July 2, 2012 – Principal Daniel E. Murphy, PE, has been appointed by the governor to Minnesota’s AELSLAGID board, an official arm of the state for licensing architecture, engineering, land surveying, landscape architecture, geosciences, and interior design professionals. The appointment is for a four-year term. Dan will serve alongside twenty-one other individuals, sixteen representing the regulated professions and five from the general public. Throughout his thirty-eight year career as a structural engineer, Dan has been active in the building community. He is a member of Minnesota State Building Code Structural Advisory Committee, holds the office of Secretary on the board of directors of the American Council of Engineering Companies Minnesota, and is a board member of ACE Mentor Program of America, a national organization helping youth discover their passion for careers in architecture, construction and engineering.
June 7, 2012 – Irene Peterson, P.E., was honored at the Twin City chapter of the Minnesota Healthcare Engineers Association Awards Banquet on Thursday evening, May 17, as the winner of the Fifteenth Annual Associate Member Achievement Award. She has been a member of the group for nearly four years. An associate at Meyer Borgman Johnson, Irene works closely with area health care organizations to understand their needs and provide structural engineering services for projects from small tenant improvements to larger projects, such as the Allina Central Lab in Minneapolis. The Twin City Healthcare Engineering Association’s mission is to provide a forum of education and interchange of ideas among members.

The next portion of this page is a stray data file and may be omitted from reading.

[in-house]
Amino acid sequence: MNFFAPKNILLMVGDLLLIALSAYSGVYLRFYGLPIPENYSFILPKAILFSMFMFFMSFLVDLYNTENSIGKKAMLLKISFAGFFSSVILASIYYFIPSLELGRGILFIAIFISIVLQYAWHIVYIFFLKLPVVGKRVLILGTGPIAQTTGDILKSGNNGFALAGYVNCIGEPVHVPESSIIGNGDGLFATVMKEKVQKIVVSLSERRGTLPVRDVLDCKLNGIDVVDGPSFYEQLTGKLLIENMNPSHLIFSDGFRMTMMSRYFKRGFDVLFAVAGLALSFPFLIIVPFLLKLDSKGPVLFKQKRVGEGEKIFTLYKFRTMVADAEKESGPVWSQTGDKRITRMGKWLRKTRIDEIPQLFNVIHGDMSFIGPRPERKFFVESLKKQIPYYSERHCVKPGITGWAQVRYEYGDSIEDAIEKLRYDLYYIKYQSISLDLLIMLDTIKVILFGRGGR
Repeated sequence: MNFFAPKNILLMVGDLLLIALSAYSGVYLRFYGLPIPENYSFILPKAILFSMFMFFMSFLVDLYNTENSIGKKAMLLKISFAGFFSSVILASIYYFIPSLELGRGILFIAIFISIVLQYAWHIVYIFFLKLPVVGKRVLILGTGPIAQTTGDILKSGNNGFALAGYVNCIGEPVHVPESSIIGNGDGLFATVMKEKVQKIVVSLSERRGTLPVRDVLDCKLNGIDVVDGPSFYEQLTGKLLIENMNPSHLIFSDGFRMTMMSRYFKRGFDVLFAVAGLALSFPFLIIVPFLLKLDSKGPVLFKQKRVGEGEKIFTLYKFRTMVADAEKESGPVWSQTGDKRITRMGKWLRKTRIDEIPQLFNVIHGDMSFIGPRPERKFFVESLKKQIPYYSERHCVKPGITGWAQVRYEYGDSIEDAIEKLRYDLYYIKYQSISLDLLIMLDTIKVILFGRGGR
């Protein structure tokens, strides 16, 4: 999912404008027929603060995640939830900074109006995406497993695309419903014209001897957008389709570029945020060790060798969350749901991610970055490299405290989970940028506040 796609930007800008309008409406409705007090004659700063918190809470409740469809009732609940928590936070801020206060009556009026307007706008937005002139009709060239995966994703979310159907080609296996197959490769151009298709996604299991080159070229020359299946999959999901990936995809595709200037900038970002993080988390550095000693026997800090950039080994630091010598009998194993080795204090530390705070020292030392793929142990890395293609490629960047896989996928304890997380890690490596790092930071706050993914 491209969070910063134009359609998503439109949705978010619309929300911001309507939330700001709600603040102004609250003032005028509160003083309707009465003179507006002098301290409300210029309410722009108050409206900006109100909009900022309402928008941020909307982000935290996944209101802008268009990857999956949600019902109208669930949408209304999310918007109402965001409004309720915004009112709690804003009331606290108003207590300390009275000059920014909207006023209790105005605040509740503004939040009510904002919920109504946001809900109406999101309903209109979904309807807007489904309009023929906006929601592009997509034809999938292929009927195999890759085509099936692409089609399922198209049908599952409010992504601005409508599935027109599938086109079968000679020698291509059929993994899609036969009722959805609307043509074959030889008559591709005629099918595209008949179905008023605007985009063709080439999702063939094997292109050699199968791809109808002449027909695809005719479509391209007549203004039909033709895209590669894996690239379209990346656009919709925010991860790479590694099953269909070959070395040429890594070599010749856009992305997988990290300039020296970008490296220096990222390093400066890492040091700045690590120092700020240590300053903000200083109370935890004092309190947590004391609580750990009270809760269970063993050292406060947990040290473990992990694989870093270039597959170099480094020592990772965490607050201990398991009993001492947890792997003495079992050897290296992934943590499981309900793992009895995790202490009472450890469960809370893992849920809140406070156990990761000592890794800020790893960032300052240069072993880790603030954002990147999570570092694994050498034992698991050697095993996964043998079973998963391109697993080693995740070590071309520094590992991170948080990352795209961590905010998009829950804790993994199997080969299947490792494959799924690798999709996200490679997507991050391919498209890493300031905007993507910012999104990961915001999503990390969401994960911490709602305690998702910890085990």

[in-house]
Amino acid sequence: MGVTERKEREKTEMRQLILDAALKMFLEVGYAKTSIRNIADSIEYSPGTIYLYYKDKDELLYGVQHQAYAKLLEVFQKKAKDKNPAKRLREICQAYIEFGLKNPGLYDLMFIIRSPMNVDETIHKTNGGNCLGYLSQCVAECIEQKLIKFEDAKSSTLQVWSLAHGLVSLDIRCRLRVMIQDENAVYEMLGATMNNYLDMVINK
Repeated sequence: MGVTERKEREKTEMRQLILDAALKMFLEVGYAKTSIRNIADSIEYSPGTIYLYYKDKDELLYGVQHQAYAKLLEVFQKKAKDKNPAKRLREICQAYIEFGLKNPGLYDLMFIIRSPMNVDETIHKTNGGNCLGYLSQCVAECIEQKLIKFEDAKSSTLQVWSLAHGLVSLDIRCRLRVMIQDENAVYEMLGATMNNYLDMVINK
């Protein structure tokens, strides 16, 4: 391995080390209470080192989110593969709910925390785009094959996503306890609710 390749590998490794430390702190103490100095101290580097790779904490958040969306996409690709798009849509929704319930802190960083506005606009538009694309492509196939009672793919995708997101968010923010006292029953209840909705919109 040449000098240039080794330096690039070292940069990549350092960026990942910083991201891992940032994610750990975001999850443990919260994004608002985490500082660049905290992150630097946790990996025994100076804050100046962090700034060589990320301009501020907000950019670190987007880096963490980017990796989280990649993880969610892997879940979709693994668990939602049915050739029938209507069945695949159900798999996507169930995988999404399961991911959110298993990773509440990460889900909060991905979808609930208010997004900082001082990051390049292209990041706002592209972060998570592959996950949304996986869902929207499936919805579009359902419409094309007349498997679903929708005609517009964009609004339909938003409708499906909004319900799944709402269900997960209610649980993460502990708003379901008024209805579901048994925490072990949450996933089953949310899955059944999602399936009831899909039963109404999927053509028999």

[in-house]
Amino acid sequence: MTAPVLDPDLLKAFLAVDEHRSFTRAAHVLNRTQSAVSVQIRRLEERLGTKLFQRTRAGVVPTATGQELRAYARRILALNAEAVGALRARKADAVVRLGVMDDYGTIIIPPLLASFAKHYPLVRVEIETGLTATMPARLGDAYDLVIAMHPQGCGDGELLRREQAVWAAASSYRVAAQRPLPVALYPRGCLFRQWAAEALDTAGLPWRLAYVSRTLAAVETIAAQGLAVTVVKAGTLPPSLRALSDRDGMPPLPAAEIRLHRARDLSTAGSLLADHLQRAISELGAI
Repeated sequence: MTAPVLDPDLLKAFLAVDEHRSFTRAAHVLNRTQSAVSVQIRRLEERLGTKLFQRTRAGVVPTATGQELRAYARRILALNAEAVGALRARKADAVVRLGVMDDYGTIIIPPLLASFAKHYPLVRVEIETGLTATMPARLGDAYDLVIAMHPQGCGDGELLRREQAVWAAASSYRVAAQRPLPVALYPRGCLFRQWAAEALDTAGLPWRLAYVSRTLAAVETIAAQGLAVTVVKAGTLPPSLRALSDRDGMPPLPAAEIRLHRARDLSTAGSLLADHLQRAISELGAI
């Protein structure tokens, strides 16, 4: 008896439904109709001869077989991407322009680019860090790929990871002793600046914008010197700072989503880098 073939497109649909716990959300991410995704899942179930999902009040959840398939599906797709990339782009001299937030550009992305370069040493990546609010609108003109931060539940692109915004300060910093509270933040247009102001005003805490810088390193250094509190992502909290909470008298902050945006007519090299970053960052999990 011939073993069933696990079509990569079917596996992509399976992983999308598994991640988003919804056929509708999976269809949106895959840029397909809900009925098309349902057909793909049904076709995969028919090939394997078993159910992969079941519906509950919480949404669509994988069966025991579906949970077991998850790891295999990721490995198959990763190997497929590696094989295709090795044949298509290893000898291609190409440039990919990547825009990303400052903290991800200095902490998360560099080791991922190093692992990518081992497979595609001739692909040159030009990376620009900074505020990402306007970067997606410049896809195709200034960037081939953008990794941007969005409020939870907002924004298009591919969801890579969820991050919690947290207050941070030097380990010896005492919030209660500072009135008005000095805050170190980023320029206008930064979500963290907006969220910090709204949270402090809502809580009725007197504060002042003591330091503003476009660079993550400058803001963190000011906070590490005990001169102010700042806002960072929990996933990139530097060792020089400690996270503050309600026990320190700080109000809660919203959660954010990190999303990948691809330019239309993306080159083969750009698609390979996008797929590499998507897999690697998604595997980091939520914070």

May 8, 2012 – After being shuttered for four years, the Faribault Woolen Mill in Faribault, Minnesota, was recently reopened, due in part to the efforts of Meyer Borgman Johnson’s preservation engineers. The mill is the oldest manufacturing entity in the state, dating back to 1865. The current mill was built in 1890. MBJ’s preservation experts performed a complete condition assessment of the mill’s structure, which consists of eleven different additions and modifications spanning nearly a century. A variety of archaic wood and steel construction methods had been used to cobble together the expansions. Having made repairs sufficient to the operation of the mill, MBJ continues to work with the owners on further permanent solutions for restoration and renovation.
May 8, 2012 – Twin Cities Business Journal announced the Best in Real Estate projects for 2012. Meyer Borgman Johnson was the structural engineer of record on four of the projects cited as winners or finalists. Allina Central Lab and Radisson Blu at Mall of America were named winners in the Hospitality Development, Redevelopment, or Renovation and the Industrial and Warehouse Development or Redevelopment categories, respectively. Two projects were finalists: Minneapolis Public Schools Educational Service Center in the Nonprofit and Community Impact Development or Redevelopment category and American Academy of Neurology in the Office Development or Redevelopment category.